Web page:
“You don’t appreciate me.”
“You expect too much.”
For twenty years it’s been this way. It’s depressing.
After a particularly harsh exchange that leaves me stewing, I come to my senses and go looking for my husband. I want to apologize. I find him in our walk-in closet, looking for the appropriate socks and shoes in which to storm out of the house. He is really mad this time. His face is red, and his nostrils are flared. But he also looks sweet and vulnerable as he bends over to search. The sleeves of his sweat shirt are pulled up to his elbows, revealing his forearms, and I am suddenly strongly attracted to him. I want those arms around me, those hands upon me. I think of all the ways he’s touched me: how he rubbed my back as I labored through thirteen hours of childbirth; how he stroked my hair at my father’s funeral; how he held open the door to his broken-down Buick on our first date.
I go to him and bury my face in his chest. “I’m sorry,” I say. “Let’s not do this anymore.”
Sheri A. Smith
After World War II my eastern European parents were living as refugees in Austria. They stayed in barracks that had been part of a forced-labor camp. They had four children in six years, putting a strain on their already scarce resources. My mother coped by attempting to create order in a chaotic world. She washed clothes by hand, without soap, proud of the snow-white diapers that fluttered on the clothesline. My father worked in the mines and supplemented his income by fashioning pots and pans from scrap metal and then trading them for food. Still, we were always cold and hungry.
In June 1951 our family immigrated to the American Midwest under the sponsorship of the National Catholic Welfare Council. A newspaper story five months later shows a picture of us piously huddled together in a church pew. Although the article is optimistic about my family’s future, the photo reveals the grief and exhaustion on my parents’ faces.
The opportunities my mother and father hoped for never materialized. Their poor English limited their job prospects. My father worked tirelessly to provide for us, holding down a full-time job and taking on as many part-time jobs as he could. I learned years later that he had dreamed of becoming a surgeon in Hungary. But he never complained or railed against his fate, never became short-tempered when things didn’t turn out according to plan.
My mother, on the other hand, had a mercurial personality and a short fuse. My oldest brother used to say that if you could harness the energy she spent flying into a rage, you could power New York City. She hated that her lack of education and language skills relegated her to cleaning work. She believed people were plotting against her. We, her noisy children, didn’t share her passion for neatness and order. An unwashed dish could set off a terrifying tirade that sometimes ended in violence.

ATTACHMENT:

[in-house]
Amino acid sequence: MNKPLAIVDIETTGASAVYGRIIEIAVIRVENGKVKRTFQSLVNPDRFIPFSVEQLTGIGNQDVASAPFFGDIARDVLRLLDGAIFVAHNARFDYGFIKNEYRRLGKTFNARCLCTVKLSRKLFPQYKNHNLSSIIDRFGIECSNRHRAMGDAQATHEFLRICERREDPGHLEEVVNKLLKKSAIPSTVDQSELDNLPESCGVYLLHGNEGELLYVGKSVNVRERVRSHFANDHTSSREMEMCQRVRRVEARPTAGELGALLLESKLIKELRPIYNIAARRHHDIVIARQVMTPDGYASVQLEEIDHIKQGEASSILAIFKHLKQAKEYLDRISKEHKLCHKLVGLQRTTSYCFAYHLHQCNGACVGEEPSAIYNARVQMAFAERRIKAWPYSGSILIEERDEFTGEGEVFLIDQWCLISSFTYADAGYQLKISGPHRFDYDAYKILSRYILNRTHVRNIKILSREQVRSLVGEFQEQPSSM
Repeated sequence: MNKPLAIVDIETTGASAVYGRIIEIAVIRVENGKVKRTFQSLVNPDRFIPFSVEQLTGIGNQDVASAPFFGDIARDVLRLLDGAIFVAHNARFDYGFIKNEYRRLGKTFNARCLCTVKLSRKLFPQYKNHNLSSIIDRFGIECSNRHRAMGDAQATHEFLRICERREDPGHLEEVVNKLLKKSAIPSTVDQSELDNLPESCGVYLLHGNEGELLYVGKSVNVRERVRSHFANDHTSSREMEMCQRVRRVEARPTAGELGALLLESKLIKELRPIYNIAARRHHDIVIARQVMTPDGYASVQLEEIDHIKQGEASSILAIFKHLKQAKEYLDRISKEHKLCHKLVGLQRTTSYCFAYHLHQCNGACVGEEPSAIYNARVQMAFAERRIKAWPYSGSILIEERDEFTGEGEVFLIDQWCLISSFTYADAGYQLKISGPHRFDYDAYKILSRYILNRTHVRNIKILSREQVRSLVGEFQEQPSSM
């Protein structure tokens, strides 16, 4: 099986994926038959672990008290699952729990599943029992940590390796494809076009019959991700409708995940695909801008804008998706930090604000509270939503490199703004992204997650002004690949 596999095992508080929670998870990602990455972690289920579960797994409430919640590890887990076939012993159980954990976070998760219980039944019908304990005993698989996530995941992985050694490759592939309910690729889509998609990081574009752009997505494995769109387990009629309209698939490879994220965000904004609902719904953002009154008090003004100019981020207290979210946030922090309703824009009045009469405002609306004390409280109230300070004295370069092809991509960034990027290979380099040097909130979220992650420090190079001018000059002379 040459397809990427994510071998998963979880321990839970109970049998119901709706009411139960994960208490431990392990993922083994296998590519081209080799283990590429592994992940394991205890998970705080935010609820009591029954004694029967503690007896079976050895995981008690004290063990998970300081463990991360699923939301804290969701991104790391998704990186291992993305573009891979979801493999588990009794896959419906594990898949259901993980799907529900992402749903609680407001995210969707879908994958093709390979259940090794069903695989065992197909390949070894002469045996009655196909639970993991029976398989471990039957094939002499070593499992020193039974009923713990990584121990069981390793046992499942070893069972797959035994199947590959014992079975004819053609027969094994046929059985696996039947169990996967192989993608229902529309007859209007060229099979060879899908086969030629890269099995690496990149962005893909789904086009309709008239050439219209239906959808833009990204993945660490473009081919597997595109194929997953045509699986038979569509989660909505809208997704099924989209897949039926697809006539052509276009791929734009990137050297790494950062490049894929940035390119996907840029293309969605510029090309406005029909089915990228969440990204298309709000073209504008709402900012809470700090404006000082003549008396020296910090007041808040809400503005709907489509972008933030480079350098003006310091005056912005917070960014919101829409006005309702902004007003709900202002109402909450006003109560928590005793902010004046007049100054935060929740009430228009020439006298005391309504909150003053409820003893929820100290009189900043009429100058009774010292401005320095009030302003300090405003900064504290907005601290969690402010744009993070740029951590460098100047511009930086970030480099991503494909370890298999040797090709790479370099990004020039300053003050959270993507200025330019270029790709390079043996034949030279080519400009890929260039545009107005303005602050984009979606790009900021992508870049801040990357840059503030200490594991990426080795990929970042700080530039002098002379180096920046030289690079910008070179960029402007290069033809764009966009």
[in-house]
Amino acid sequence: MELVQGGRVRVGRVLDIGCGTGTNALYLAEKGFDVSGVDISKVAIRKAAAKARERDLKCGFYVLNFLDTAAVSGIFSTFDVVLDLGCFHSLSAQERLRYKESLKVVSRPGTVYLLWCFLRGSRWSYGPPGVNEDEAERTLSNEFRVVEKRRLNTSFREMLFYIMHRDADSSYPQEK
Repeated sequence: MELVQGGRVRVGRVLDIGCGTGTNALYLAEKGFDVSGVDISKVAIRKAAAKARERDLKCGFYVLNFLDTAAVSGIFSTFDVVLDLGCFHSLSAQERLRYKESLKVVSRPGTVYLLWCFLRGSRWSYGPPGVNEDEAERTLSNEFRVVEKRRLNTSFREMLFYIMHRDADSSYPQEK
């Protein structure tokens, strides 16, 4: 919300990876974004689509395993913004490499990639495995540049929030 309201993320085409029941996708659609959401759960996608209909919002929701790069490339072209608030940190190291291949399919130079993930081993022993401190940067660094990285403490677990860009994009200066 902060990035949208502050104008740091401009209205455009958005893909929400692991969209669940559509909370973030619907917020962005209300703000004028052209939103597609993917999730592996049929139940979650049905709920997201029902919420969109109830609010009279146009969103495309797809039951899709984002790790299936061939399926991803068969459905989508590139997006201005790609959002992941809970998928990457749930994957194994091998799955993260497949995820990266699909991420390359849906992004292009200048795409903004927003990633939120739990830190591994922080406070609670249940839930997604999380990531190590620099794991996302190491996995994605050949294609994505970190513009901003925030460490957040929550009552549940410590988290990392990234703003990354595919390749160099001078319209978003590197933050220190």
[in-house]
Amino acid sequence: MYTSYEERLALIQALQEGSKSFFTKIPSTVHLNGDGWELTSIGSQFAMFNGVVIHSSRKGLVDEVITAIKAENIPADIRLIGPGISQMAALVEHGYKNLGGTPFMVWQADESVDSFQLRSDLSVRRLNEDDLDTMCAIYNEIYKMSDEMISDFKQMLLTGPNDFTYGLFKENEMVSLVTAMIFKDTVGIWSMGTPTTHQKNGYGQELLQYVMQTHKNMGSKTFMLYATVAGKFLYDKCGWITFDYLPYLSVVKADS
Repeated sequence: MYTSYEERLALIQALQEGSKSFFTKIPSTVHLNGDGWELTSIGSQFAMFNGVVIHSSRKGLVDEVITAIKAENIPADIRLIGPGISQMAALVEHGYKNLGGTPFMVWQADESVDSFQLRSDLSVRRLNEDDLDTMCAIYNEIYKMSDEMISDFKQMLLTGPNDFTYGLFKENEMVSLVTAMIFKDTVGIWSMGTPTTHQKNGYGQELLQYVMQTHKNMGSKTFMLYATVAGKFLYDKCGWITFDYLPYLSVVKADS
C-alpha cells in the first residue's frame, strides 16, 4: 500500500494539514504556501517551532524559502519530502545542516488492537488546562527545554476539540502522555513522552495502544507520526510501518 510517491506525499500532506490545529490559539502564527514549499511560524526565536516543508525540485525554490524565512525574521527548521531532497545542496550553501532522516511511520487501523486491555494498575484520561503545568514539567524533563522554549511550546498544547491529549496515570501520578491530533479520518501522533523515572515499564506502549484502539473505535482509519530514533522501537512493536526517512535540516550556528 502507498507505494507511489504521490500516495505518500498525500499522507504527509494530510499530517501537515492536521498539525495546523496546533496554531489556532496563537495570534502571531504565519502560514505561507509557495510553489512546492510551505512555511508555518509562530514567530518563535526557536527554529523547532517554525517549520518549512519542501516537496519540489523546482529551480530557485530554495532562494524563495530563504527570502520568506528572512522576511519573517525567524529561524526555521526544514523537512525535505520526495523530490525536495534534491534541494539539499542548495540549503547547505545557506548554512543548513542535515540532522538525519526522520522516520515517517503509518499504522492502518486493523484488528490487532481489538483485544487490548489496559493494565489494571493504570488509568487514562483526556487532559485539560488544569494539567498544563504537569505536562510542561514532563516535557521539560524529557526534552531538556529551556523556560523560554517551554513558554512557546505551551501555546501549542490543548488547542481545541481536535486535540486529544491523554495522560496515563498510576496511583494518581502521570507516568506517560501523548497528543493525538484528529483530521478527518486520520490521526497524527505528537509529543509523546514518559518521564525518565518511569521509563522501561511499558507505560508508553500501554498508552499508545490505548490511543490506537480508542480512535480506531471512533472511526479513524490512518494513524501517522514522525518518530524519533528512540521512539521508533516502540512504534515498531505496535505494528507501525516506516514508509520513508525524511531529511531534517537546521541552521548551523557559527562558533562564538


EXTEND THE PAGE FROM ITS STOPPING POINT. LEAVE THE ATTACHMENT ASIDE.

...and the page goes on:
As a teenager I found out that my mother read my diary, looking for secrets she could use against me. I was overcome with a fury so hot it scared me. The outburst that followed was the first of many.
When I became a mother, I vowed I would never treat my children the way I had been treated. And I kept my vow, even through bouts of depression and a month-long stay in a treatment facility. Sure, there were moments when I expressed anger: a harsh word when my daughter misbehaved, a swat on the bottom when my son ran into the street. But I never lost control.
One day my sister and I were comparing notes about how difficult our childhood had been. She said that watching our mother attack me had frightened her so much that she had often tried to make herself invisible.
I confided that I felt as if I became another person during those fights with our mother, a howling banshee who was nothing like me. I told my sister how proud I was that I had never screamed like that at my own children.
“Really?” she said. What about the time I’d been staying at her house, and my son had broken a glass, and I’d started screaming that he was terrible and I hated him, and she’d had to make me stop before a neighbor called the police?
I grew up one of just a handful of Jewish kids in a Catholic neighborhood outside of Philadelphia. Other children would laugh at my name and tell me that I’d “killed Christ.” Once, some friends suddenly began ignoring me and then later confided that a priest had told them to do it. I hated being different and wished I were like everyone else. Ballgames in the street were the only equalizer. There, at least, my status was determined by how many home runs I could hit, not by my religion.
My parents were friendly toward our neighbors, but also reserved and distant. They made it clear to me that we should stick to our own. I asked them why they needed to be so aloof. Couldn’t they just blend in? The answer always came back to the Holocaust. End of discussion.
Throughout my childhood I got my hair cut by John the barber. Trips to his shop to have my pompadour fine-tuned were as certain as the Phillies coming in last. Once, when I was in fifth grade, I was waiting for John to finish with the customer ahead of me, a regular who worked at the Philadelphia Naval Shipyard. The man started ranting about how the Jews were the cause of all his problems, and everyone else’s, too. John said nothing. I wished I could disappear.
My parents were surprised when I told them I wanted to switch barbers. I was too embarrassed to admit why. Also I didn’t want to prove them right.